What cannot be helpful to sustainable development in areas such as the Amazon Biome is when companies decide to boycott the entire area or even the entire country of Brazil to avoid any kind of association with existing problems. What they must do is demand high standards and use the available tools (or even help to develop new ones) to ensure that their suppliers are working in keeping with best practice and taking part in a movement for improvement. It is important to engage in a constructive debate and foster initiatives that generate results, rather than just ignore the problem. Brazil has set good examples on transparency and market assessment. The country’s three main packer companies (JBS, Marfrig and Minerva) have worked together to create an auditing protocol for monitoring programmes in the Amazon, bringing transparency to the efforts already in place to ensure that their suppliers are not engaged in deforestation, poor working conditions and other rural conflicts. Monitoring programmes have brought considerable advances for the industry as a whole. To give just one example, the JBS socio-environmental monitoring programme makes use of satellite images to monitor its more than 35,000 suppliers in the Amazon. Through geo-referenced information this system is able to verify that cattle suppliers are compliant with the company’s environmental policy, ensuring that non-compliant farms supply no cattle to the company’s abattoirs. The system is periodically assessed by an international independent auditing company and in March this year, a report was published showing that the programme had a 99.75% efficiency rate9.
But deforestation is just one topic within transparency. The largest food exporters in Brazil, including Bunge, JBS and Marfrig, have joined a programme to develop guidelines to measure and manage greenhouse gas emission from the sector. Co-ordinated by research organisation the World Resource Institute, the GHG Protocol for Agriculture was launched in the last week of May in São Paulo10. This tool will allow companies to assess their emissions and look for the best ways to mitigate them, as part of a strategy for sustainable food production.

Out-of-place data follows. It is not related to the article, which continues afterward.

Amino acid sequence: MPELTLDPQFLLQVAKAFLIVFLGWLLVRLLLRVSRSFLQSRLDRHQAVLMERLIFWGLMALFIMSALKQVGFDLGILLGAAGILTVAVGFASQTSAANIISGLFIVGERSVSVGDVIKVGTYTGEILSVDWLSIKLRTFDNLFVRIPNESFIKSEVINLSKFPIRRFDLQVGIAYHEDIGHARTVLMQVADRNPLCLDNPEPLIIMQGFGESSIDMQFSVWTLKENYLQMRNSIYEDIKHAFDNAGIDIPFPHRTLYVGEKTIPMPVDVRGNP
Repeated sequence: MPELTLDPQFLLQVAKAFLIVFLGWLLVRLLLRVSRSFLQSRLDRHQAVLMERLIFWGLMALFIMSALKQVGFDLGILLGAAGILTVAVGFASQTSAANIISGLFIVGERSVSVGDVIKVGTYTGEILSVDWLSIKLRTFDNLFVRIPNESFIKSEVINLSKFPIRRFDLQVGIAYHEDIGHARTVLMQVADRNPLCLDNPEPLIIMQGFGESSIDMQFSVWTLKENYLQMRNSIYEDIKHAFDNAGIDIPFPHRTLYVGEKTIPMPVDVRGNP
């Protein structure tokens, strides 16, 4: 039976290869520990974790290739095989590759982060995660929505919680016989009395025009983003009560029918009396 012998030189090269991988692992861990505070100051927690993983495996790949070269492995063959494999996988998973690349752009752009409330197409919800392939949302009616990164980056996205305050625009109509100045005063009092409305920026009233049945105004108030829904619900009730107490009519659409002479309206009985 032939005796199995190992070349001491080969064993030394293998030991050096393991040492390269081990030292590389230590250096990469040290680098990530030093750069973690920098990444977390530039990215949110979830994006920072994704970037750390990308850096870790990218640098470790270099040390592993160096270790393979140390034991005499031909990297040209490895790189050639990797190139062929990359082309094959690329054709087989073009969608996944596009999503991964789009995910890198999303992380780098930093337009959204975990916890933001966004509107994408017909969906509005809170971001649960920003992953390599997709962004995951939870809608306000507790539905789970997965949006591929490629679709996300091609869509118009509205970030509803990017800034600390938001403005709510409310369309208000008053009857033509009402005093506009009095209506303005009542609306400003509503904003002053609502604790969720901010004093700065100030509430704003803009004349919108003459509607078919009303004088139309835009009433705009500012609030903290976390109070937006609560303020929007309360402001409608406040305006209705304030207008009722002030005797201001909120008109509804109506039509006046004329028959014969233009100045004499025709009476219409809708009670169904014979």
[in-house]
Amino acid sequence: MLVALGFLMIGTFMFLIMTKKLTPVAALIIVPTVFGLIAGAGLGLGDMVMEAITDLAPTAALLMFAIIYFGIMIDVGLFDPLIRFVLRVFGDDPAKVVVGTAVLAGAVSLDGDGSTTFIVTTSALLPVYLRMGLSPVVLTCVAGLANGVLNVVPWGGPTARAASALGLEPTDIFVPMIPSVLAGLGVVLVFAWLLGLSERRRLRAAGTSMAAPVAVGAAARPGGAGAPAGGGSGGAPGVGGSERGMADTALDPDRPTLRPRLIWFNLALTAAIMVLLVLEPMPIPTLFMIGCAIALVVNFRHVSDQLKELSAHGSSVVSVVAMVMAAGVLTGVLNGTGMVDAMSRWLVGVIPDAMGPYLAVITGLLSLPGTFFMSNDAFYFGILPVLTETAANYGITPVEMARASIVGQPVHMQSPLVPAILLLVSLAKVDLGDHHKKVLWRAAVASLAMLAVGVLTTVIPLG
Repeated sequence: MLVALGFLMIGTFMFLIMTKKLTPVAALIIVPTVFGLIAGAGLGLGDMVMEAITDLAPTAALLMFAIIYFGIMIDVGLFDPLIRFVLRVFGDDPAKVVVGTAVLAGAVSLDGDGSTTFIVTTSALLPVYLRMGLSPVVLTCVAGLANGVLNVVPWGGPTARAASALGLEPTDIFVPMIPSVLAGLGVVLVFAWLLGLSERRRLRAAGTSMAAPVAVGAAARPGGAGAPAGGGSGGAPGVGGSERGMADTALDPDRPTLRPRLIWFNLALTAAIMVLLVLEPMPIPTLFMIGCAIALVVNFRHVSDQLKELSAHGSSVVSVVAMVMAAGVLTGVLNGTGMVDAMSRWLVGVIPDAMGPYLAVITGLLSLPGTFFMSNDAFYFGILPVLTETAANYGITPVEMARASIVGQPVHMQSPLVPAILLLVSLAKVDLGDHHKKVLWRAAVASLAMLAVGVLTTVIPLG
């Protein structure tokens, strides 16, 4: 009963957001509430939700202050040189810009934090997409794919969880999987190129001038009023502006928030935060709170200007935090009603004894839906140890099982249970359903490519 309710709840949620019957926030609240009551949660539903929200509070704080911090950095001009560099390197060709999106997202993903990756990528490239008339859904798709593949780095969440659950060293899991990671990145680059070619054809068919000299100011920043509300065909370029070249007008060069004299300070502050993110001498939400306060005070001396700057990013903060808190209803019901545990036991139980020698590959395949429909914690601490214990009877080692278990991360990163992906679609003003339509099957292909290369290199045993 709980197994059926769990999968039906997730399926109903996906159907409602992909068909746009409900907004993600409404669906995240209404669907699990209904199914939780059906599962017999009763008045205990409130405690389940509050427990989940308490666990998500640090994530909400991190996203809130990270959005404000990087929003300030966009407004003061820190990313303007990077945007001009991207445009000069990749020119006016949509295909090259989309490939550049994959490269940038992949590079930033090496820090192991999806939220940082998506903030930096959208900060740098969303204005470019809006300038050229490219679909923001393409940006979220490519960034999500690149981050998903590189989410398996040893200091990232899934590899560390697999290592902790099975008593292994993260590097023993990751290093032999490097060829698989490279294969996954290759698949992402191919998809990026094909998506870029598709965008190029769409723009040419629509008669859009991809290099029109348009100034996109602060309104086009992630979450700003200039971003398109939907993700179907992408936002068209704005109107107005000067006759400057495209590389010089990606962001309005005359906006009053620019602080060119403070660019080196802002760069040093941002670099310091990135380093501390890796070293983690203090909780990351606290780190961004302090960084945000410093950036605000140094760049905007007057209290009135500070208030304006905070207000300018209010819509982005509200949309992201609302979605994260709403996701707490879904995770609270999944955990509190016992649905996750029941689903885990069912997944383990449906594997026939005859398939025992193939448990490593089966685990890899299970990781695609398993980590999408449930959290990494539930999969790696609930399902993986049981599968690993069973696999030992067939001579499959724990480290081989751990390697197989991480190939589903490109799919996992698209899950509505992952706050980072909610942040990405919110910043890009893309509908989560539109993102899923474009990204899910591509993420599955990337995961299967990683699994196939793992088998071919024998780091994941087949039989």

These are just some examples of initiatives that foster transparency but other tools such as publicly available databases, independent audit reports, international indices and certification programmes are among a vast array of options to ensure that companies can better assess their suppliers and support initiatives that are aimed at sustainable development. Problems exist. But it is time to show that the solutions are already available and that livestock farming, as well as the industries relying on it, including the leather industry, can be an example and an important ally to socio-environmental development.
1. FAO 2013 - Climate-Smart Agriculture Sourcebook.
2. GUSDA - Extracted from Anualpec 2013.
3. Caminhos para a sustentabilidade na pecuária - GTPS 2012.
4. IMEA 2013 - Agro MT 2022 Outlook.
5. ICV presentation - GTPS Seminar May/2013
6. GTPS White Paper 2013
7. Plano setorial de mitigação e de adaptação às mudanças climáticas para a consolidação de uma economia de baixa emissão decarbono na agricultura: plano ABC (Agricultura de Baixa Emissão de Carbono) / Ministério da Agricultura, Pecuária e Abastecimento, Ministério do Desenvolvimento Agrário, coordenação da Casa Civil da Presidência da República. – Brasília: MAPA/ACS, 2012
8. Projeto Pecuária Verde - GTPS Seminare November/2013
10. World Resources Institute 2014